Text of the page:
News ID: 175988
Published: 0547 GMT January 18, 2017

OIC urges UN action to avoid genocide of Myanmar Muslims

OIC urges UN action to avoid genocide of Myanmar Muslims

The United Nations should intervene in Myanmar's Rakhine state to stop further escalation of violence against Rohingya Muslims and avoid another genocide like in Cambodia and Rwanda, said the Organization of Islamic Cooperation's (OIC) special envoy to Myanmar.

The conflict, which has scores and an estimated 66,000 people fleeing into Bangladesh since it started in October 2016, is no longer an internal issue but of international concern, OIC Special Envoy to Myanmar Syed Hamid Albar said, Reuters reported on Wednesday.

Syed Hamid said the OIC should seek UN intervention. His comments come ahead of a special OIC meeting called by Malaysia last Thursday to discuss measures to deal with the conflict affecting the Rohingya Muslim minority.

"We don't want to see another genocide like in Cambodia or Rwanda," Syed Hamid said in an interview ahead of the meeting in Kuala Lumpur.

"The international community just observed, and how many people died? We have lessons from the past, for us to learn from and see what we can do," he said.

The OIC represents 57 states and acts as the collective voice of the Muslim world.

Rohingya villagers and activists say Myanmar soldiers have hundreds of civilians, committed summary executions, raped Rohingya women and burned homes since military operations started in the north of Rakhine state on Oct. 9.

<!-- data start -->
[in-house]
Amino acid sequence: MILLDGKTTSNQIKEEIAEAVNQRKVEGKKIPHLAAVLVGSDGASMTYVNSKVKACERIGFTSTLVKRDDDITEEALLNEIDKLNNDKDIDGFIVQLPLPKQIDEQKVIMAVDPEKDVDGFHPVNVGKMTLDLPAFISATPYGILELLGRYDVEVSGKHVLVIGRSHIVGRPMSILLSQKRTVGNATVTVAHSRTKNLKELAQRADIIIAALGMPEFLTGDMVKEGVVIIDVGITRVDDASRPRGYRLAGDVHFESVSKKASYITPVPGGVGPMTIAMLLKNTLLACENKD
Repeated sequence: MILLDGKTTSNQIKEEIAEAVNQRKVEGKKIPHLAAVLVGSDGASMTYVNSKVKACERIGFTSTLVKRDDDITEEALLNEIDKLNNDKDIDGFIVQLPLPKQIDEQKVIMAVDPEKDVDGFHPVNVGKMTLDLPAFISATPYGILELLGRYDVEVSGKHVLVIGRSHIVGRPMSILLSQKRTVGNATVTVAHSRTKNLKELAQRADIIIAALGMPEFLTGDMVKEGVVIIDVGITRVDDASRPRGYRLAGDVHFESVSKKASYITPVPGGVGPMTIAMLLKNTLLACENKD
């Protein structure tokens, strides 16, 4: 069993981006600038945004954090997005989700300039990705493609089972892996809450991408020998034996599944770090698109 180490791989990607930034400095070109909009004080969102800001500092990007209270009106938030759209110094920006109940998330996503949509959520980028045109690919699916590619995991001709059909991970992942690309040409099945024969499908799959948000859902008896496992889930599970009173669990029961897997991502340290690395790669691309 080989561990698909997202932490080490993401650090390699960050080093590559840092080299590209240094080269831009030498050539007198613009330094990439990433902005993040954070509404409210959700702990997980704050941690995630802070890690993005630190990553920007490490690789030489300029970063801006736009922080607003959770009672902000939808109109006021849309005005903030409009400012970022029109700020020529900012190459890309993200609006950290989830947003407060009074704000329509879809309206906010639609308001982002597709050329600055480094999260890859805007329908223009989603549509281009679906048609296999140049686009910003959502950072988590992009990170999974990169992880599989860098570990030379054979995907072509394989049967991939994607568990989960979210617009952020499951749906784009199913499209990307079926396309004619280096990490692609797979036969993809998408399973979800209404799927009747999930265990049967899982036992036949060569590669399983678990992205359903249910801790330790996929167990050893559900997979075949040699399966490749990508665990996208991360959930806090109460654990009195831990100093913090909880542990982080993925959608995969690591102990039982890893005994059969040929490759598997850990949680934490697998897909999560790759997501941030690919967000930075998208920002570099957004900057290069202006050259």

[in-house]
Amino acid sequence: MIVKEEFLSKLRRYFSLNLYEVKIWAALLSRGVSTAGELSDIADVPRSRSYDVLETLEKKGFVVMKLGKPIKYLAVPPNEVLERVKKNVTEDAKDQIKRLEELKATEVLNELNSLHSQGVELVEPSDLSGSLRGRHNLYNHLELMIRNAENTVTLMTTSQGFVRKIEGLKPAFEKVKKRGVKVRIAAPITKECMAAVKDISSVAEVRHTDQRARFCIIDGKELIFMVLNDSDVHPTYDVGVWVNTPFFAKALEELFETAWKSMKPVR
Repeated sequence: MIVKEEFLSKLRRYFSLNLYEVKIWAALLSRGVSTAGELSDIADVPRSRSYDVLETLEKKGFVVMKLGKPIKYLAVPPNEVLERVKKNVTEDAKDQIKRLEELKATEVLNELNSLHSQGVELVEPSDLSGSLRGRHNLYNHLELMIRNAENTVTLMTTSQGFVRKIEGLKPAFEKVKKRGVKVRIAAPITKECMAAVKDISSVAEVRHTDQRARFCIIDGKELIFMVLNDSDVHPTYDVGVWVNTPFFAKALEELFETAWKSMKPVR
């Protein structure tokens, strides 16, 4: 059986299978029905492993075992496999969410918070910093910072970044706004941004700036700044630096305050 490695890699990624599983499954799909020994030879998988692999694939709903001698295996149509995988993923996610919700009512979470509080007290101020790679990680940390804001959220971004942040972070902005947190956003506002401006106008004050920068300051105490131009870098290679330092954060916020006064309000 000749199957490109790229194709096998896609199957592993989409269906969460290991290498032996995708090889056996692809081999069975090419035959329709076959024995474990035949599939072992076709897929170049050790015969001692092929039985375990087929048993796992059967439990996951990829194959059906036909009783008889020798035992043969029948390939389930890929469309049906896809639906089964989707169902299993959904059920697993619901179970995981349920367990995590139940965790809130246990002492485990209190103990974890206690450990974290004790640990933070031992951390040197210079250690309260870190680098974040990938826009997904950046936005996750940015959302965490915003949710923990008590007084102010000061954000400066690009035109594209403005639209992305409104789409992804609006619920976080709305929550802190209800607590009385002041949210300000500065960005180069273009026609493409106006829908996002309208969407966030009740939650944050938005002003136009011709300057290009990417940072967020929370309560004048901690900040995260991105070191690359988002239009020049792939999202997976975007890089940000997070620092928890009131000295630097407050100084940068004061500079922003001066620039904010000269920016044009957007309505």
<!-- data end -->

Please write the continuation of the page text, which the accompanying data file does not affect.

Authorities have limited access for aid workers and journalists to areas where the deaths occurred. Recent satellite images showed thousands of houses were burned.

Despite living in Myanmar for generations, an estimated one million Rohingya are barred from citizenship in the nation of 50 million, and instead live as some of the world's most persecuted people. More than 100,000 Rohingya are living in squalid internal displacement camps.

A Myanmar government spokesman said it will not attend the OIC meet as it is not an Islamic country, and that UN intervention would only end up facing "unwanted resistance from local people".

Malaysia, which is Southeast Asia's third-largest economy, broke the tradition of non-intervention by members of the Association of Southeast Asian Nations (ASEAN) by speaking out on the conflict, calling on the 10-member bloc to coordinate humanitarian aid and investigate alleged atrocities committed against the ethnic group.


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